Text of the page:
There are many macro and micro nutrients/minerals needed. I try to use as little inorganic treatments as possible and use mulches etc if I can.

I've heard of aspirin helping prolong the life of cut flowers as well as lemonade/lemon juice, a drop of bleach etc. they will work to some extent as they are changing the environment so pathogens are not in an ideal situation for growth. But whether watering it on I don't know. I'd be worried about it upsetting the balance of the other soil micro-organisms that are beneficial. [my health too as I am seriously allergic to aspirin].
There are many research centres working on this, there is one that has been recording data for well over 150 yrs now and if memory serves its Rothamsted research facility, they also did work on suitable crop rotations to maximise the nutrients from the soil as well as pesticide research.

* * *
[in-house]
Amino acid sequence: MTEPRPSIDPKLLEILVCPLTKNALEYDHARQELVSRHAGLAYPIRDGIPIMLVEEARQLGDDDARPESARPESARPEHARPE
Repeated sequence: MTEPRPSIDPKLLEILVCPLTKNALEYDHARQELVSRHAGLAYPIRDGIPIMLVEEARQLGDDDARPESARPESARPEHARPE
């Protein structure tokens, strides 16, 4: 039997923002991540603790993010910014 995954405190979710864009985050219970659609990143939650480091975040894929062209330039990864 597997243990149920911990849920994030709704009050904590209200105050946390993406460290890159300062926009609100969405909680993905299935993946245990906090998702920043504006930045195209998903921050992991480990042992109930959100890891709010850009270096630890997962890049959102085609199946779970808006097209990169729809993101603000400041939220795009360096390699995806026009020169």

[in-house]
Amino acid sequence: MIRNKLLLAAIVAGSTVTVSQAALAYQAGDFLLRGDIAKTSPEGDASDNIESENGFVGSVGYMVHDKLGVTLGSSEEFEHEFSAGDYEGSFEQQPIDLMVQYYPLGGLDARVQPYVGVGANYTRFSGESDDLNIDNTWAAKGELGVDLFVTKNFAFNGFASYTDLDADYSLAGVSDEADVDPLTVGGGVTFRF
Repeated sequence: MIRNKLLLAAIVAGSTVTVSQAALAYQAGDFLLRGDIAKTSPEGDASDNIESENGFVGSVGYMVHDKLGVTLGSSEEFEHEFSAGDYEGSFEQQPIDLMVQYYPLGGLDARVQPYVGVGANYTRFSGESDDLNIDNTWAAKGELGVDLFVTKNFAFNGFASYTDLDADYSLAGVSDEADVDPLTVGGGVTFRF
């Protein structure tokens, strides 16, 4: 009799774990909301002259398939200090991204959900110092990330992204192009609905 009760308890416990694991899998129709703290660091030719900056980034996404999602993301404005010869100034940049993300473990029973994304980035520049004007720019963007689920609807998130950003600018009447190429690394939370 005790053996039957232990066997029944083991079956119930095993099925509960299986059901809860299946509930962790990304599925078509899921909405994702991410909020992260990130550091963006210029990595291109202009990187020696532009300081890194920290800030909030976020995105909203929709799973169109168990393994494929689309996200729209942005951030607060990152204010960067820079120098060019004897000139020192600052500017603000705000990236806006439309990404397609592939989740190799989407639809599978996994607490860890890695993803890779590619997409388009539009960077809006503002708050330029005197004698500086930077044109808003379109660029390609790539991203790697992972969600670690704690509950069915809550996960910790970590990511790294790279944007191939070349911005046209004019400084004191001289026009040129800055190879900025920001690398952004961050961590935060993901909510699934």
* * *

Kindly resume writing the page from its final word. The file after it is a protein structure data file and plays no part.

the rhs gives good id and treatment suggests for the more common deficiencies.

20 Feb, 2019

 

Your front garden is huge compared to our tiny one! I don't envy you, but you seem to have it under control, and you can certainly see the difference!! well done!

21 Feb, 2019

 

Thanks Seaburn, I bought Epsom salts to use, sparingly as you suggest, in my tom growing bags. I'm also going to try growing peppers & aubergines outdoors oop north in Manchester this year, fingers crossed.
I'm going to use very diluted amounts of aspirin again. It really does work like an inoculation that builds up the plants immune system in my experience

22 Feb, 2019